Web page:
Corticotropin Releasing Factor (CRF) is a neuropeptide that is partly responsible for generating the physiological symptoms of stress, and can induce fear and related anxiety behaviors. CRF expression is particularly enriched in brain regions that are responsible for regulating threat-adaptive behaviors, such as the central amygdala (CeA). In addition, the CeA is found to be hyperactive in several stress related neuropsychiatric disorders. The direct relationship between increased CRF signaling and the production of fear and anxiety phenotypes is emphasized by clinical findings that patients suffering from PTSD have elevated cerebrospinal fluid levels of CRF. However, whether amygdalar neurons that contain CRF (CRF+ neurons) are able to mediate the expression of fear and anxiety behaviors remains a mystery. Does the activity of CRF+ neurons in the central amygdala correspond with the expression of fear and anxiety related behaviors? Do these neurons form a nexus with other brain regions that are recruited during threat exposure? Can decreasing the activity of CRF+ neurons serve as a novel targeted therapy for treating neuropsychiatric anxiety disorders? In order to address these questions, a rigorous training plan involving molecular, systems, and behavioral neuroscience techniques will be employed. Electrophysiological, optogenetic, pharmacogenetic, and behavioral experiments will be performed to test the hypothesis that CRF+ neurons of the CeA are positioned to form strong anatomical connectivity with brain regions that are recruited during fear and anxiety expression, and that increased activity of these neurons directly contributes to the behavioral manifestations of stress induced anxiety. We will probe the connectivity of CRF+ neurons in the CeA with upstream and downstream brain regions known to form projections to and from the CeA, respectively. ChR2 will be virally expressed in excitatory brain regions that send visceral, autonomic, and endocrine afferent information to the CeA and the relative input strength from these regions onto neighboring CRF+ and CRF- neurons will be compared using whole-cell patch clamp electrophysiology during light stimulation. We hypothesize that excitatory brain regions that project to the CeA, which are recruited during behavioral expression of fear and anxiety behaviors, will provide greater input strength to CRF+ neurons. Furthermore, we predict that CeA CRF+ neurons send output projections to brainstem nuclei that are involved with generating specific threat-adaptive behaviors characteristic of fear and anxiety expression. Lastly, we will use viral expression of designer receptors exclusively activated by designer drugs (DREADDs) as a proof-of-principle approach to test whether increases or decreases in CRF+ neuronal activity in the CeA corresponds with increases or decreases in fear and anxiety behaviors. Completion of these studies could validate cell-type specific and brain region specific targeting of CRF+ neuronal activity as a novel therapeutic approach for treating stress induced anxiety symptoms found in many neuropsychiatric mood disorders.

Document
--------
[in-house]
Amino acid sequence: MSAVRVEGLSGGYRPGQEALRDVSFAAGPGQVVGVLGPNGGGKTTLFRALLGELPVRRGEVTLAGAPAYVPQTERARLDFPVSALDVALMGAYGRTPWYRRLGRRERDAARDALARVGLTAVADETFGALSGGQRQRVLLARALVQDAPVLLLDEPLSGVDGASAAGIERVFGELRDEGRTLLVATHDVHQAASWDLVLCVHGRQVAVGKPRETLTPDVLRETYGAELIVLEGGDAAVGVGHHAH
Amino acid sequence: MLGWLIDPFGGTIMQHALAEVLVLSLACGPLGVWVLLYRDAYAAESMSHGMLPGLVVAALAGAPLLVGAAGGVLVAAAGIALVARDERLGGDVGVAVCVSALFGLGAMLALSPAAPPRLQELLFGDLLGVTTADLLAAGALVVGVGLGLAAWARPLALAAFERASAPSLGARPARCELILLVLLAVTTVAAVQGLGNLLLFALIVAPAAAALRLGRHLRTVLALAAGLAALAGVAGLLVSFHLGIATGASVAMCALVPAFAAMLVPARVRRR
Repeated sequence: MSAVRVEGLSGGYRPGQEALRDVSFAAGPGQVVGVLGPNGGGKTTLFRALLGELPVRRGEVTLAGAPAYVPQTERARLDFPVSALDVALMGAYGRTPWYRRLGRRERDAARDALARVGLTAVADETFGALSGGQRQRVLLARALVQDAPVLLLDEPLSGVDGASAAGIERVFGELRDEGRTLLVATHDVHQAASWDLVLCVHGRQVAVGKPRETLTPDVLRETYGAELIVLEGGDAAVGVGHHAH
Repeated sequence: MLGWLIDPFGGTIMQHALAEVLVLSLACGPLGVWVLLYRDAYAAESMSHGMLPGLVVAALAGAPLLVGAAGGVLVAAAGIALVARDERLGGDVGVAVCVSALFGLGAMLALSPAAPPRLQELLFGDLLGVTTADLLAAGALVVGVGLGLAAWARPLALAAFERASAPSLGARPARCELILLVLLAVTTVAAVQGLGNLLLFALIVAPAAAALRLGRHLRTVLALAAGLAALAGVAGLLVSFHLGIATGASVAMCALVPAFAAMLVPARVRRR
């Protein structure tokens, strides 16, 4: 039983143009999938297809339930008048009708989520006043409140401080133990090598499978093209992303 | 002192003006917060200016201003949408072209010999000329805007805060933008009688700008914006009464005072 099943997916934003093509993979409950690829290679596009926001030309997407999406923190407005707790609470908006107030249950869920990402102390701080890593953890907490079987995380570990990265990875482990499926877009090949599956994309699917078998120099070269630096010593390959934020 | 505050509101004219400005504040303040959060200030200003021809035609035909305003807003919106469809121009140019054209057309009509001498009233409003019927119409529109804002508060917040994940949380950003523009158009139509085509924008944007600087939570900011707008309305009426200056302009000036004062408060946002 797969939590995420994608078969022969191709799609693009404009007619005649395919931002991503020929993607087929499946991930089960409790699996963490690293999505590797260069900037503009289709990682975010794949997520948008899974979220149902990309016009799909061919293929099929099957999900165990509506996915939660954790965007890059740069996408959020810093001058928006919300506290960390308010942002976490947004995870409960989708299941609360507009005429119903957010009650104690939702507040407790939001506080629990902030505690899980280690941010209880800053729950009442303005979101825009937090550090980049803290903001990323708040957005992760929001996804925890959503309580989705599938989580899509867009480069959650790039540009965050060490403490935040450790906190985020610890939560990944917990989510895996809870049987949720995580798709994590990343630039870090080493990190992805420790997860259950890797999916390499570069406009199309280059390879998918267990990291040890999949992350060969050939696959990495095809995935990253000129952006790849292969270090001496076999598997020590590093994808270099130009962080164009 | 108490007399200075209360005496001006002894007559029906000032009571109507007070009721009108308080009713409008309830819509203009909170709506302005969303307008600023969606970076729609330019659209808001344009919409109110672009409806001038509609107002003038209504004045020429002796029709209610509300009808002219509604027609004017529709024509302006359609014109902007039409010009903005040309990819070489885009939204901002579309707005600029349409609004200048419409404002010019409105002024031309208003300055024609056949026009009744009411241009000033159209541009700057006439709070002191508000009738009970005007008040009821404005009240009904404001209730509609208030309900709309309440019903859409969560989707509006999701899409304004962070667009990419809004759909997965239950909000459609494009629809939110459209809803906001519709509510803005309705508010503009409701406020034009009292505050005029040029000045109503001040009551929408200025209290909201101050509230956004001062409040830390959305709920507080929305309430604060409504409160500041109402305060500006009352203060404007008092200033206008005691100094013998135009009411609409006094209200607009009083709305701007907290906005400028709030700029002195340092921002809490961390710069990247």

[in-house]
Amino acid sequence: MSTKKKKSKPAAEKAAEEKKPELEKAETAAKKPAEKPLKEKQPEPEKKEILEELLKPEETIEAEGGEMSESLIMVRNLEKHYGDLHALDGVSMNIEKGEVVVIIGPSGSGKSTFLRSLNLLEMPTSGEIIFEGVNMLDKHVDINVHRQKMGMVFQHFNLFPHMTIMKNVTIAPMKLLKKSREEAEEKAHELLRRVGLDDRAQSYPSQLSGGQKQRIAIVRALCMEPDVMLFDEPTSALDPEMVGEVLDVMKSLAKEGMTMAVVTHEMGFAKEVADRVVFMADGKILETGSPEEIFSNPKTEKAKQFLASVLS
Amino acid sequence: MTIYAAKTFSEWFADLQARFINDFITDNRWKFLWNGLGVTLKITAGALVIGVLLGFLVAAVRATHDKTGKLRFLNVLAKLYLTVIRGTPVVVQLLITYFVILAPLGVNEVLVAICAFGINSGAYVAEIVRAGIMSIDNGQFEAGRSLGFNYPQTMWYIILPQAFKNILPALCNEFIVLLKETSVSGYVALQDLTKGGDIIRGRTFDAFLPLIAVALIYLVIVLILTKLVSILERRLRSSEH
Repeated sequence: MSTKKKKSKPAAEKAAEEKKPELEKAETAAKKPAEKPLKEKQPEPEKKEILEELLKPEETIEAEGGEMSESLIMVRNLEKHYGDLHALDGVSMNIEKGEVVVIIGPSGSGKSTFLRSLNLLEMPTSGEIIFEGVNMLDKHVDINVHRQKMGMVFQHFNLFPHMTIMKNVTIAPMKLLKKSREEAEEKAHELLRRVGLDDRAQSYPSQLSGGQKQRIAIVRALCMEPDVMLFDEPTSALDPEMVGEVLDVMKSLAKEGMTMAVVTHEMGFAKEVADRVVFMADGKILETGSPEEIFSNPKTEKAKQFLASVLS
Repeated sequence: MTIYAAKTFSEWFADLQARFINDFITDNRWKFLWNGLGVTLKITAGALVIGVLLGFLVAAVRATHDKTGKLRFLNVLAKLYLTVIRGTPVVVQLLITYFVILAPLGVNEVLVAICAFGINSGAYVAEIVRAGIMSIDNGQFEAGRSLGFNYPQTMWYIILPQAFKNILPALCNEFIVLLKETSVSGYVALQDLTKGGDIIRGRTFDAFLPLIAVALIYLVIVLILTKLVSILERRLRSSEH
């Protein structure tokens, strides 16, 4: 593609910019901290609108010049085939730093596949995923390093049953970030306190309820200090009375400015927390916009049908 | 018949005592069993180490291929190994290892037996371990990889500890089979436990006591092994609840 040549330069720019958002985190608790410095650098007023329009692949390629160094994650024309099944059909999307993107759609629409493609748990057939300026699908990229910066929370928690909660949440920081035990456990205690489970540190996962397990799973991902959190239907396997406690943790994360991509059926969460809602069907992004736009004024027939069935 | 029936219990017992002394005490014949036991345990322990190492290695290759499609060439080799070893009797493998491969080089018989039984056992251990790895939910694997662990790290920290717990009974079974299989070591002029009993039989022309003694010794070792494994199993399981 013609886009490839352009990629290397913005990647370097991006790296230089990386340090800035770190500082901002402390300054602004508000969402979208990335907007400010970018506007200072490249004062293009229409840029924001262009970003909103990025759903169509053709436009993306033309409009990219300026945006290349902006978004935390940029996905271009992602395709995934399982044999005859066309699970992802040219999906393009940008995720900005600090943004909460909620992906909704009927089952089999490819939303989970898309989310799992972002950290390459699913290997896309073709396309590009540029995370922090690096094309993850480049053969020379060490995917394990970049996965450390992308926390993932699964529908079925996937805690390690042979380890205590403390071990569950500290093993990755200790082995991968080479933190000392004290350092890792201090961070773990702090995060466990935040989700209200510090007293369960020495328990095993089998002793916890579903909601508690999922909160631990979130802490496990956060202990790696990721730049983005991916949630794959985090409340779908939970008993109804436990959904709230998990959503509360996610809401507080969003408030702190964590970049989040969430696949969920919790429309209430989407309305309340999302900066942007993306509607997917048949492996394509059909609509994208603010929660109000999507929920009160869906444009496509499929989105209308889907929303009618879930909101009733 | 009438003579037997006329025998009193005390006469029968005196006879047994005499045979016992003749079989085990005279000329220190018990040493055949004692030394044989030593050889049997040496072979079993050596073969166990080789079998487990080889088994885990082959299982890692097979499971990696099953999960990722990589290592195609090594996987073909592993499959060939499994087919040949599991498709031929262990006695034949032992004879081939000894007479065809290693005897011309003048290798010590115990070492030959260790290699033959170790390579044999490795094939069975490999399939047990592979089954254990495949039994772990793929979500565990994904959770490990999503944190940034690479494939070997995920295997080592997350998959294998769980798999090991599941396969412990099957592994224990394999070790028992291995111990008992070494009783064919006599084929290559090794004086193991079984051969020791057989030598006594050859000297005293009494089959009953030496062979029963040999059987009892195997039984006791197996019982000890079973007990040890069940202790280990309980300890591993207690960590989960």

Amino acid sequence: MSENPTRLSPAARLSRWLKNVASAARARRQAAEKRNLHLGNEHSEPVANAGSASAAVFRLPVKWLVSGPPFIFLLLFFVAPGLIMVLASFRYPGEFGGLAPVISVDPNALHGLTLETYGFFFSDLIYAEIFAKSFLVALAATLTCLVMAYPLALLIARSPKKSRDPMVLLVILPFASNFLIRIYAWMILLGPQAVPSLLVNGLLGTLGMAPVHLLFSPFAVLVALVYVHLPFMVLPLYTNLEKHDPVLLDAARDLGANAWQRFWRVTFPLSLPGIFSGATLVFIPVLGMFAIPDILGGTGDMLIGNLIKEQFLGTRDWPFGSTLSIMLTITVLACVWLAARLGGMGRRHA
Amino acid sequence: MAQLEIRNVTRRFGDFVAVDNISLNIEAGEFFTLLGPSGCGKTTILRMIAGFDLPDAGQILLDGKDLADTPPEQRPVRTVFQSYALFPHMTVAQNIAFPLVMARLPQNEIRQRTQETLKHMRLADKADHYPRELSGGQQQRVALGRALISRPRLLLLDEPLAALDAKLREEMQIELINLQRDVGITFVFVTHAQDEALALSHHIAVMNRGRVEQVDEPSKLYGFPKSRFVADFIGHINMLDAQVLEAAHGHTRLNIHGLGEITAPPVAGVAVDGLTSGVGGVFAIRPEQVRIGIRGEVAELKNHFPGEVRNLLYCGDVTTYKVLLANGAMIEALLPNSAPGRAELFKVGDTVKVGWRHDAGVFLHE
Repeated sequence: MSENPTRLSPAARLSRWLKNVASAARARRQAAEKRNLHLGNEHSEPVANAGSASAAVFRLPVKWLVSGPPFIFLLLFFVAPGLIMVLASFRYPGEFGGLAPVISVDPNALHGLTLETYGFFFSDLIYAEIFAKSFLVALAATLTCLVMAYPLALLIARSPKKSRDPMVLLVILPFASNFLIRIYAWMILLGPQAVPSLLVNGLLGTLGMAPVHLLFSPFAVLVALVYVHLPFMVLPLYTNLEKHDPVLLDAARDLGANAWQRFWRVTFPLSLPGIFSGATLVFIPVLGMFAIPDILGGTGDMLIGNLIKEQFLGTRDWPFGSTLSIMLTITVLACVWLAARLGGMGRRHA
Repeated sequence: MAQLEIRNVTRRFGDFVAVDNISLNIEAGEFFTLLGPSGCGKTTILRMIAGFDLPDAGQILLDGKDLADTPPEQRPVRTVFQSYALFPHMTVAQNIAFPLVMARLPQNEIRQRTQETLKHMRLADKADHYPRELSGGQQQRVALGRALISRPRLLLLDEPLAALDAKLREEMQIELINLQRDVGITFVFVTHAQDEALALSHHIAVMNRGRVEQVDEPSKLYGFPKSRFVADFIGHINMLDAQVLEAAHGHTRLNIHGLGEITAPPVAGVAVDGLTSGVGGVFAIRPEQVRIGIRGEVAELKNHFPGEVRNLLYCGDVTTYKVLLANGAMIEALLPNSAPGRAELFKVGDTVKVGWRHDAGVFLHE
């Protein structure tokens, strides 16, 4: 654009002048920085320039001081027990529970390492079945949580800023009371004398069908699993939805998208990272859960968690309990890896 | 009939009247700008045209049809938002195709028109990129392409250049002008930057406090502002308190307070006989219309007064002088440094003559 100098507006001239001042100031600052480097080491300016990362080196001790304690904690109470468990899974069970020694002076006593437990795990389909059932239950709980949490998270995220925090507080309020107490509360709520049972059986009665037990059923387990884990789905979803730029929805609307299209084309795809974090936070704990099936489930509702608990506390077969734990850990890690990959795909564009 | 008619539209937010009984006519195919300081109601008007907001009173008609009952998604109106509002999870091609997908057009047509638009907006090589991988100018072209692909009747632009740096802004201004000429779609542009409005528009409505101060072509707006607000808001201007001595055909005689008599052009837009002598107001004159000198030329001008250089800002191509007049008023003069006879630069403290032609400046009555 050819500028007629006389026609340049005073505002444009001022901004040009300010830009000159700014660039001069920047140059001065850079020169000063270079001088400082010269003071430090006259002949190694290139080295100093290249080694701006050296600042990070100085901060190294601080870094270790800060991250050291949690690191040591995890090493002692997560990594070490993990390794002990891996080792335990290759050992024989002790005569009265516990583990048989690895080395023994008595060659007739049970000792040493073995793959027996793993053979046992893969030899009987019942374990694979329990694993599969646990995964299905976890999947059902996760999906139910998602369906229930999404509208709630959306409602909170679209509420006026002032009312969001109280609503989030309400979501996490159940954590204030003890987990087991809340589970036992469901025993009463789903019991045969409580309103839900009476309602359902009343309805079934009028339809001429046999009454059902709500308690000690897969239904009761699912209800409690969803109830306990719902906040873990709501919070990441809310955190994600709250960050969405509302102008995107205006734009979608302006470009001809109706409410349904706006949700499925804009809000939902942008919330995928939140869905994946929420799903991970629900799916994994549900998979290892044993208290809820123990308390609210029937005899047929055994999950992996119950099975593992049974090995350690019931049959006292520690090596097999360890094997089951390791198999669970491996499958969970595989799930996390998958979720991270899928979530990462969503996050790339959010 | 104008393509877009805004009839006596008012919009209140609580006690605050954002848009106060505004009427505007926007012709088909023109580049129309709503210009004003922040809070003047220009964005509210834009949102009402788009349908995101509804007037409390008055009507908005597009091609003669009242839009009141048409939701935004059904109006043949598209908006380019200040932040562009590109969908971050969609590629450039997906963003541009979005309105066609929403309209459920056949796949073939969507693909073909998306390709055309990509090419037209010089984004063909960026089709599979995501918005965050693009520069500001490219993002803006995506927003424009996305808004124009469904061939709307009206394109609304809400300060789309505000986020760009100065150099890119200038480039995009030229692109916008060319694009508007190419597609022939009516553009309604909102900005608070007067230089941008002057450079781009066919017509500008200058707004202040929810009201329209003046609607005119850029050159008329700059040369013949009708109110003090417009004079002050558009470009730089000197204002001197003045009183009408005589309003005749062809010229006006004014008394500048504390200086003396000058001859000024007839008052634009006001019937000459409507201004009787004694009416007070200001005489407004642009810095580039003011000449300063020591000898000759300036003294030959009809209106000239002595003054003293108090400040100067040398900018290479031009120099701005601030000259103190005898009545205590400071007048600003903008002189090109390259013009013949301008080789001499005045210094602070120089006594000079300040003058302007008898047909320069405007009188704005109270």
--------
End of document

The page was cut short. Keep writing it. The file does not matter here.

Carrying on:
Corticotropin releasing factor (CRF) is a signaling molecule expressed by specific cells in the brain that regulates the expression of fear and anxiety behaviors, and contributes to the physiological symptoms of stress. As such, psychiatric anxiety disorders, such as post-traumatic stress disorder (PTSD), are associated with overactive CRF signaling in the brain. We seek to determine whether CRF-expressing cells are positioned to form circuits with brain regions that play a prominent role in anxiety disorder pathology, and seek to determine whether manipulating the activity of these cells may serve as a novel approach for the treatment of anxiety disorders.
|Bedse, Gaurav; Hartley, Nolan D; Neale, Emily et al. (2017) Functional Redundancy Between Canonical Endocannabinoid Signaling Systems in the Modulation of Anxiety. Biol Psychiatry 82:488-499|